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Finding a Property to Rent – Residents & Tourists

The following article covers those looking for both Tourist and Residential rentals:

A:    RESIDENTIAL PROPERTIES (Long lets of 3 months minimum duration or longer)

Renting, as opposed to buying, is by far the most popular (and safe) way for new arrivals to test out island life and decide if it is for them before taking the plunge and buying a property. It also provides the opportunity to try out a couple of different areas. What looked like a great area to live during your last holiday may be totally different when you actually move here and suddenly have to factor in availability of parking, supermarkets, schools etc etc.

However, as of 2017, finding medium to long term rental accommodation is a particularly challenging endeavour in the more popular areas of Tenerife. There are undoubtedly far more tenants searching for medium to long term accommodation than there are apartments and houses available. Some property owners are also very wary of renting out properties that they do have sitting empty, due to the notorious legal difficulty in removing bad or non-paying tenants when problems arise. The result is that there are many tenants chasing few properties, which has substantially driven up prices. Some landlords are also demanding extensive references and even bank guarantees (AVALs), which is obviously a problem for new arrivals to the island.

Many tenants now have no choice but to look further afield in areas slightly outside of the main tourist drag (e.g. Palm Mar, Playa Paraiso, Callao Salvaje, Costa Del Silencio, Las Chafiras etc) where there is likely to be more availability and prices are slightly more affordable.

As an example, in 2016 a typical one-bed apartment on a respectable residential complex in Los Cristianos or Las Americas might have rented for €550 – €600 per month. Now the same apartment is likely to command €700 – €800 per month or even more, perhaps with 2 or more tenants entering into a bidding war over the price. As a result, landlords can now be more discerning when it comes to rent deposits and references too.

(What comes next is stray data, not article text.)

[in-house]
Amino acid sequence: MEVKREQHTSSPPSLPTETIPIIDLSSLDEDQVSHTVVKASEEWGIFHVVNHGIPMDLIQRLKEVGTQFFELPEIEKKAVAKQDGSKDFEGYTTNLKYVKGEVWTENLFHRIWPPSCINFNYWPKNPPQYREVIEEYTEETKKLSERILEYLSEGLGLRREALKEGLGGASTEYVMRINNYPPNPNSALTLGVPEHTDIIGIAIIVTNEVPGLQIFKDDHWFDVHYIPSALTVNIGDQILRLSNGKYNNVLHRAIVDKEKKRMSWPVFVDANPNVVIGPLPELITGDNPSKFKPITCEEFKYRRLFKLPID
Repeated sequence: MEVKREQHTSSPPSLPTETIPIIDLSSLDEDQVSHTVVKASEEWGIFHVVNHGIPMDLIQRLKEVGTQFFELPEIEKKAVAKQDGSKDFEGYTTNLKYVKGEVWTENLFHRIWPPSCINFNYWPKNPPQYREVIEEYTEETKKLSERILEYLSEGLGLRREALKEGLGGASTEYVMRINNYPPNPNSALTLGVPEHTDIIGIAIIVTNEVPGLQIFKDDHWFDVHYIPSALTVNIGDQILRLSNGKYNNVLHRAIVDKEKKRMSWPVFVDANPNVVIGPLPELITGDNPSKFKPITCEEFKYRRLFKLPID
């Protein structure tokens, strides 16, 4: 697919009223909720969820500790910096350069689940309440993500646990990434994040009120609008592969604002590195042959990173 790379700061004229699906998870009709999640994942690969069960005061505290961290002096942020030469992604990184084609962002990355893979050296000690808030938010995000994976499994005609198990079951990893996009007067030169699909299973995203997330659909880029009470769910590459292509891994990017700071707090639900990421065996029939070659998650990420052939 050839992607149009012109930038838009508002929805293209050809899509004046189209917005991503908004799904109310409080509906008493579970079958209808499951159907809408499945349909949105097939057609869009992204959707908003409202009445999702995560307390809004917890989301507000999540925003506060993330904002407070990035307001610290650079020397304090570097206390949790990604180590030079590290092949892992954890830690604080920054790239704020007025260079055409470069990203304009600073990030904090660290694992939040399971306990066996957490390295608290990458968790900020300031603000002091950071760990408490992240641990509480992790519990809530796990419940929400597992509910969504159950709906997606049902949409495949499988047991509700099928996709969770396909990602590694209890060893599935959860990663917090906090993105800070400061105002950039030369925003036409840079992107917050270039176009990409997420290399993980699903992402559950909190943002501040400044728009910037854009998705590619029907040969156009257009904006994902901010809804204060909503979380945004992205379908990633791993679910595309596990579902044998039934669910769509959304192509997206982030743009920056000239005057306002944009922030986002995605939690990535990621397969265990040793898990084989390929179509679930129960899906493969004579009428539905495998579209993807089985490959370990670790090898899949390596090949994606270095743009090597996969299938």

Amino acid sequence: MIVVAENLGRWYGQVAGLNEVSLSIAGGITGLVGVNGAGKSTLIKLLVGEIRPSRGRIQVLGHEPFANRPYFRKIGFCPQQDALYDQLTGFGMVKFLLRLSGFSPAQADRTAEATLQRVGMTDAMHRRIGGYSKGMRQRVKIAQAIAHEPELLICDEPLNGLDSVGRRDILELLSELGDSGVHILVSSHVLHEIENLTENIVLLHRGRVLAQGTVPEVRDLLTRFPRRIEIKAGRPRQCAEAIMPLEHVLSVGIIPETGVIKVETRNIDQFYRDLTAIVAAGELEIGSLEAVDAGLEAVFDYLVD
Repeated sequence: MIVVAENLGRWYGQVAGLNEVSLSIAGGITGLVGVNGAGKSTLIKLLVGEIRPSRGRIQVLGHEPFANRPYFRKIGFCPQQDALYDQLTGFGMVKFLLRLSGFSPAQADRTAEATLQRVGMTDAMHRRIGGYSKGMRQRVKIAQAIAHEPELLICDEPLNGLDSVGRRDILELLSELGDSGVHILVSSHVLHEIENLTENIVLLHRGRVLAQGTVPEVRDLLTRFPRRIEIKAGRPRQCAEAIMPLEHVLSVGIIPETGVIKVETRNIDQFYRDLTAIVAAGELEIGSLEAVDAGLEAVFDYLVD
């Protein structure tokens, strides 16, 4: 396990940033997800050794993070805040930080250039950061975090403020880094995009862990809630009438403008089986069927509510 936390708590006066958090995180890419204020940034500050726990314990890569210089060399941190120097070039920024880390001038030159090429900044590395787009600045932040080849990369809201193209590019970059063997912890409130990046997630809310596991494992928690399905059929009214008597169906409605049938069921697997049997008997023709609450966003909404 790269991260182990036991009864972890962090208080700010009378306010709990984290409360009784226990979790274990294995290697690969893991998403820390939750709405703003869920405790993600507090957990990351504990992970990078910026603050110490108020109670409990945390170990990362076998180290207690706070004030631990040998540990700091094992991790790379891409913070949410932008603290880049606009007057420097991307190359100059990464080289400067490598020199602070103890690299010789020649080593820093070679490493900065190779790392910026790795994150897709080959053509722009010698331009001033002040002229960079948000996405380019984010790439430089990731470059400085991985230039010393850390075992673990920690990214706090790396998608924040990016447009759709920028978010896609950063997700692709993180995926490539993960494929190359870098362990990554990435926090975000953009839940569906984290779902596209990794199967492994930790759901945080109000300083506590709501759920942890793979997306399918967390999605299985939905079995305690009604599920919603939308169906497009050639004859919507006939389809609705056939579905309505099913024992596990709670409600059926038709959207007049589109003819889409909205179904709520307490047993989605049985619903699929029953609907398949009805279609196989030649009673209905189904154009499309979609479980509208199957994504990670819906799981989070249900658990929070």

The best advice is ‘persistence’. Ask everybody you meet if they know of anything available. You might just get a head start on something coming up for renewal that the landlord hasn’t advertised with an agent yet. Also check the English speaking newspapers and radio stations regularly, which are often sources of properties or other relevant useful information. Social media may also be helpful in exhausting all options. And above all, be flexible! You might have to compromise on accommodation for the first 6 months of living here, after which point you will have had time to look for something more suitable or to move up a rental agent’s waiting list.

Residential Rental Contracts

A growing number of Landlords will only offer rental contracts of 3 or 6 months duration with the right to repossess the property at the end of the term. However, where a contract is for more than 12 months, or specifies no period, or which runs to over 12 continuous months via rolling periods, then the tenant gains substantial additional legal rights over the standard form of contract.

The majority of rental properties in Tenerife tend to be furnished (or at least part-furnished). Those moving over from another country with ‘all but the kitchen sink’ may have to think about renting storage space for additional furniture or personal effects that won’t fit in an already-furnished apartment.